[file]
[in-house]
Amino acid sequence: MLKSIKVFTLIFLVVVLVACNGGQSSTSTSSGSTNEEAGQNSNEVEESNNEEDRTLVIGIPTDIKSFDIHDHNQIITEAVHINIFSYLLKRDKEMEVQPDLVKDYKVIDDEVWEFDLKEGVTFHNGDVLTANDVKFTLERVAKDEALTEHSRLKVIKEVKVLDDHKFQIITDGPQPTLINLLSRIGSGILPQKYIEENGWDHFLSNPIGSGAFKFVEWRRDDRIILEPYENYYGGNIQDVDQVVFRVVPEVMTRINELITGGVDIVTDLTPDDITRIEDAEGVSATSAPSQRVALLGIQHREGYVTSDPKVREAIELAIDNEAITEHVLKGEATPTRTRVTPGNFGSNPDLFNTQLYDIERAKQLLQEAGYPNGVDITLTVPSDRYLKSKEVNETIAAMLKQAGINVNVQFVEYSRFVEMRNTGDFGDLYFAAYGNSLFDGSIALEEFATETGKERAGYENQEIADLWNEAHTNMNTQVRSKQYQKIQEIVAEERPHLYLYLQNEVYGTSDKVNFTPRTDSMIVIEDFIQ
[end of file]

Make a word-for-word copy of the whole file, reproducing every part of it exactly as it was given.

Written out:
[in-house]
Amino acid sequence: MLKSIKVFTLIFLVVVLVACNGGQSSTSTSSGSTNEEAGQNSNEVEESNNEEDRTLVIGIPTDIKSFDIHDHNQIITEAVHINIFSYLLKRDKEMEVQPDLVKDYKVIDDEVWEFDLKEGVTFHNGDVLTANDVKFTLERVAKDEALTEHSRLKVIKEVKVLDDHKFQIITDGPQPTLINLLSRIGSGILPQKYIEENGWDHFLSNPIGSGAFKFVEWRRDDRIILEPYENYYGGNIQDVDQVVFRVVPEVMTRINELITGGVDIVTDLTPDDITRIEDAEGVSATSAPSQRVALLGIQHREGYVTSDPKVREAIELAIDNEAITEHVLKGEATPTRTRVTPGNFGSNPDLFNTQLYDIERAKQLLQEAGYPNGVDITLTVPSDRYLKSKEVNETIAAMLKQAGINVNVQFVEYSRFVEMRNTGDFGDLYFAAYGNSLFDGSIALEEFATETGKERAGYENQEIADLWNEAHTNMNTQVRSKQYQKIQEIVAEERPHLYLYLQNEVYGTSDKVNFTPRTDSMIVIEDFIQ